return true;

    return false;

Step 4: Secure Your API Endpoints

To secure your API endpoints using certificate authentication, you can use the [Authorize] attribute on your controllers or actions that require authentication. This ensures that only clients with valid certificates can access those endpoints.

public class MyController : ControllerBase
    // Your API actions

Step 5: Configure Client Certificate in Requests

When making requests to your secured API, clients need to present their client certificates. Depending on the client platform (e.g., Postman, HttpClient), you'll need to configure how to include the client certificate in the requests.

Option 1: Using HttpClient (Console Application):

If you're making requests using HttpClient, you can configure the client certificate in the request like this:

using System;
using System.Net.Http;
using System.Net.Security;
using System.Security.Cryptography.X509Certificates;
using System.Threading.Tasks;

class Program
    static async Task Main(string[] args)
        var handler = new HttpClientHandler
            ClientCertificateOptions = ClientCertificateOption.Manual,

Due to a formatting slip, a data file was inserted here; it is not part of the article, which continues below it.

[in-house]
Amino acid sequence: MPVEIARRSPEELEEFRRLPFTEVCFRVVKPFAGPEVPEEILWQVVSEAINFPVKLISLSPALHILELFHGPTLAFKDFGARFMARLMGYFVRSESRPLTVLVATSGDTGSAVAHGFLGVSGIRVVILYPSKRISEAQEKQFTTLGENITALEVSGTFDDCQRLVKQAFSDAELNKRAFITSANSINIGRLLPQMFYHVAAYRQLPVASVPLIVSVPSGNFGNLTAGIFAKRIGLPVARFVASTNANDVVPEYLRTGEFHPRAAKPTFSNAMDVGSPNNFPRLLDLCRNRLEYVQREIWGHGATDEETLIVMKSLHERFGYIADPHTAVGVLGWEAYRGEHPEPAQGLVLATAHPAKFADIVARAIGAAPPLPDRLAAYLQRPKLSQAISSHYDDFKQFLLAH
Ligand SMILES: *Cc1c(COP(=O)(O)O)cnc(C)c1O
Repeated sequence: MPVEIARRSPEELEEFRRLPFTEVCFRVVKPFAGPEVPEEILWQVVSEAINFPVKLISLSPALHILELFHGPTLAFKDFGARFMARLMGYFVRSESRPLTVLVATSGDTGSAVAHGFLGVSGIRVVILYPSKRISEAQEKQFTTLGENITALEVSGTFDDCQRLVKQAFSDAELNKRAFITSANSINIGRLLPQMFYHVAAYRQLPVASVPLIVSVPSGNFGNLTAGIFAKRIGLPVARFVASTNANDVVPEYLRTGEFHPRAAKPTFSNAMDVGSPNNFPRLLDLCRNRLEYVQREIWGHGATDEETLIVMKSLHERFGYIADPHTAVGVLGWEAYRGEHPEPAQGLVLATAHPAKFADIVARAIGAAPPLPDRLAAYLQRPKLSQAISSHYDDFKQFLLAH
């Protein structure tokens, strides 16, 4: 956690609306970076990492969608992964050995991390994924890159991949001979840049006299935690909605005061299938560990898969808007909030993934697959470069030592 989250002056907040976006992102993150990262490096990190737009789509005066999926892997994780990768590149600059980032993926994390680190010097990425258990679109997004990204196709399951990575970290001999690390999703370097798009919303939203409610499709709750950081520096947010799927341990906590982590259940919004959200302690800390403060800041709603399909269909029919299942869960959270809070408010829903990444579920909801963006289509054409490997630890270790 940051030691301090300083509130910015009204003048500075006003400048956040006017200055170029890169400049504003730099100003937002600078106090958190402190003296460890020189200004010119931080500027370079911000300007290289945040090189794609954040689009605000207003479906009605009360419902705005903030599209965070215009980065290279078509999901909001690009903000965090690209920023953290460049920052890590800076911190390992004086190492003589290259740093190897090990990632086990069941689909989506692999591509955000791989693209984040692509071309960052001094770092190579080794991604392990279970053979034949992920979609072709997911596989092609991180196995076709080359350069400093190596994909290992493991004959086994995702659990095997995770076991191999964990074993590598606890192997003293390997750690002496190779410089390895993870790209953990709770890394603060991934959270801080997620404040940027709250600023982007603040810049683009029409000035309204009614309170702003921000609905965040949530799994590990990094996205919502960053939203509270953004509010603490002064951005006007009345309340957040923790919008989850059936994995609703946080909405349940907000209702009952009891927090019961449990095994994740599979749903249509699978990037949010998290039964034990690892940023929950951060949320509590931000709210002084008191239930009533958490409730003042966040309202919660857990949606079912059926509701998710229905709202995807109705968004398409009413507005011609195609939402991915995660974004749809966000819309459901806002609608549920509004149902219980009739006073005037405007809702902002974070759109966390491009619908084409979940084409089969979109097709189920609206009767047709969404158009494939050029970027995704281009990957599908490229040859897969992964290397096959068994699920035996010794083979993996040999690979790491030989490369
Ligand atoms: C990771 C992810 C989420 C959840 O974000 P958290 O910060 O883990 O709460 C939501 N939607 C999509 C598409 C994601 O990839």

SslProtocols = SslProtocols.Tls12,
            ServerCertificateCustomValidationCallback = ValidateServerCertificate

        // Load the client certificate
        var clientCertificate = new X509Certificate2("path-to-client-certificate.pfx", "certificate-password");

        var client = new HttpClient(handler);

        var response = await client.GetAsync("https://your-api-endpoint");
        var content = await response.Content.ReadAsStringAsync();

    static bool ValidateServerCertificate(HttpRequestMessage requestMessage, X509Certificate2 certificate, X509Chain chain, SslPolicyErrors sslPolicyErrors)
        // Implement custom validation logic here if needed
        return true; // Always return true for demo purposes

Replace "path-to-client-certificate.pfx" with the actual path to your client certificate and "certificate-password" with the password for the certificate.

Option 2: Using Postman (For Testing):

  1. Open Postman and create a new request.

  2. Click on the "Body" tab.

  3. In the "Certificate" section, select the "Client Certificate" option.

  4. Click on "Browse" and select your client certificate file (.pfx).

  5. Enter the certificate password.

  6. Send the request to your secured API endpoint.

Remember that the code provided is for demonstration purposes, and you should adapt it to your specific use case, including proper error handling, validation logic, and security practices.


Implementing certificate authentication in a .NET C# application provides a secure way to control access to your APIs and services. By following the steps outlined in this article, you can establish a strong authentication mechanism that ensures only authorized clients with valid certificates can access your resources. Remember to tailor the implementation to your specific use case and security requirements.